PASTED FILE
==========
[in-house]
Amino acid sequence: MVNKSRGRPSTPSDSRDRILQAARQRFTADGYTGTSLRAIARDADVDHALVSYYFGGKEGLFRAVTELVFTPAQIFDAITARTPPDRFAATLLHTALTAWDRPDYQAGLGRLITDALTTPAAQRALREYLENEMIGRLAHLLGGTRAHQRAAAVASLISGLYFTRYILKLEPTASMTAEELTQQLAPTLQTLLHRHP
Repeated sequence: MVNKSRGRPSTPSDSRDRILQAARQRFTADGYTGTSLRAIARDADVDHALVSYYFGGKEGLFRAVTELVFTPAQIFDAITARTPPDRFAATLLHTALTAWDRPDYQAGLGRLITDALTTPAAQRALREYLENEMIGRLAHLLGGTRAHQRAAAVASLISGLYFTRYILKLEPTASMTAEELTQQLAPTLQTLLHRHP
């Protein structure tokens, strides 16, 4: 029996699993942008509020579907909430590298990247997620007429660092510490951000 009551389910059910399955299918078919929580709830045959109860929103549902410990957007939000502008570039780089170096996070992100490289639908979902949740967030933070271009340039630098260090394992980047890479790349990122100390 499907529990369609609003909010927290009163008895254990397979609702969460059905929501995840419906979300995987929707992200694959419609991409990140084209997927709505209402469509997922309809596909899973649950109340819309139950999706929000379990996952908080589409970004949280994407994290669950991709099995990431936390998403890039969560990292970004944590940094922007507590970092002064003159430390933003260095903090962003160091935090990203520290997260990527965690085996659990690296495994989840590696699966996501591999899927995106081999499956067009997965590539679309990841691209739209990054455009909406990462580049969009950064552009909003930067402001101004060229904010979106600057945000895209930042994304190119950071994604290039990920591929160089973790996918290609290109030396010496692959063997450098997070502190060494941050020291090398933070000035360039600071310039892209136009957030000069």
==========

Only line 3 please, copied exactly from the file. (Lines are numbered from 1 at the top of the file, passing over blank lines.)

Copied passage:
Repeated sequence: MVNKSRGRPSTPSDSRDRILQAARQRFTADGYTGTSLRAIARDADVDHALVSYYFGGKEGLFRAVTELVFTPAQIFDAITARTPPDRFAATLLHTALTAWDRPDYQAGLGRLITDALTTPAAQRALREYLENEMIGRLAHLLGGTRAHQRAAAVASLISGLYFTRYILKLEPTASMTAEELTQQLAPTLQTLLHRHP